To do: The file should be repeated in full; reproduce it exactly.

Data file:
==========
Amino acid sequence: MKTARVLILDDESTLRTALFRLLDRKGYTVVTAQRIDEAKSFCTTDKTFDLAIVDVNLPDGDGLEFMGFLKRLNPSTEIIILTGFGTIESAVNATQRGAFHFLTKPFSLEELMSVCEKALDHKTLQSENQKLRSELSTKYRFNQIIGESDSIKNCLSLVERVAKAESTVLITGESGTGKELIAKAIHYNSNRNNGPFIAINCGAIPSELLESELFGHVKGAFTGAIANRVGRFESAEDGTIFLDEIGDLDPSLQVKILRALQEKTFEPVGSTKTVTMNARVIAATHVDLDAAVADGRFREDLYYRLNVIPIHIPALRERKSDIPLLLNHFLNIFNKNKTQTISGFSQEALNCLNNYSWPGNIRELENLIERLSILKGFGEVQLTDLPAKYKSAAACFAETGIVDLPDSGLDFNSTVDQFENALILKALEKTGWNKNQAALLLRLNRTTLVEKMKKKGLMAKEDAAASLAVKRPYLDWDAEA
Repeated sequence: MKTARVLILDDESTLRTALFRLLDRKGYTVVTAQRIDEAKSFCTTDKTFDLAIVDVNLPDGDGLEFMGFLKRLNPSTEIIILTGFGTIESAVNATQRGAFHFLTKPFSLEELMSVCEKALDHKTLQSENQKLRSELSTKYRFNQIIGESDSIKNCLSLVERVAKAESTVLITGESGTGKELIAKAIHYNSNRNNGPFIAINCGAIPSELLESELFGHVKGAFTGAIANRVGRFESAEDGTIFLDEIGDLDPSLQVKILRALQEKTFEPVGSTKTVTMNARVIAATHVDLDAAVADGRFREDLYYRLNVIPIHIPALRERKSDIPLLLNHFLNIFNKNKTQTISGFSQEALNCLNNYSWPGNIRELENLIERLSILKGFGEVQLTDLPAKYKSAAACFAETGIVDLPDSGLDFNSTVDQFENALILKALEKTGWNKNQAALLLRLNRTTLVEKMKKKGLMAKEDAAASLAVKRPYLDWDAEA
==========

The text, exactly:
Amino acid sequence: MKTARVLILDDESTLRTALFRLLDRKGYTVVTAQRIDEAKSFCTTDKTFDLAIVDVNLPDGDGLEFMGFLKRLNPSTEIIILTGFGTIESAVNATQRGAFHFLTKPFSLEELMSVCEKALDHKTLQSENQKLRSELSTKYRFNQIIGESDSIKNCLSLVERVAKAESTVLITGESGTGKELIAKAIHYNSNRNNGPFIAINCGAIPSELLESELFGHVKGAFTGAIANRVGRFESAEDGTIFLDEIGDLDPSLQVKILRALQEKTFEPVGSTKTVTMNARVIAATHVDLDAAVADGRFREDLYYRLNVIPIHIPALRERKSDIPLLLNHFLNIFNKNKTQTISGFSQEALNCLNNYSWPGNIRELENLIERLSILKGFGEVQLTDLPAKYKSAAACFAETGIVDLPDSGLDFNSTVDQFENALILKALEKTGWNKNQAALLLRLNRTTLVEKMKKKGLMAKEDAAASLAVKRPYLDWDAEA
Repeated sequence: MKTARVLILDDESTLRTALFRLLDRKGYTVVTAQRIDEAKSFCTTDKTFDLAIVDVNLPDGDGLEFMGFLKRLNPSTEIIILTGFGTIESAVNATQRGAFHFLTKPFSLEELMSVCEKALDHKTLQSENQKLRSELSTKYRFNQIIGESDSIKNCLSLVERVAKAESTVLITGESGTGKELIAKAIHYNSNRNNGPFIAINCGAIPSELLESELFGHVKGAFTGAIANRVGRFESAEDGTIFLDEIGDLDPSLQVKILRALQEKTFEPVGSTKTVTMNARVIAATHVDLDAAVADGRFREDLYYRLNVIPIHIPALRERKSDIPLLLNHFLNIFNKNKTQTISGFSQEALNCLNNYSWPGNIRELENLIERLSILKGFGEVQLTDLPAKYKSAAACFAETGIVDLPDSGLDFNSTVDQFENALILKALEKTGWNKNQAALLLRLNRTTLVEKMKKKGLMAKEDAAASLAVKRPYLDWDAEA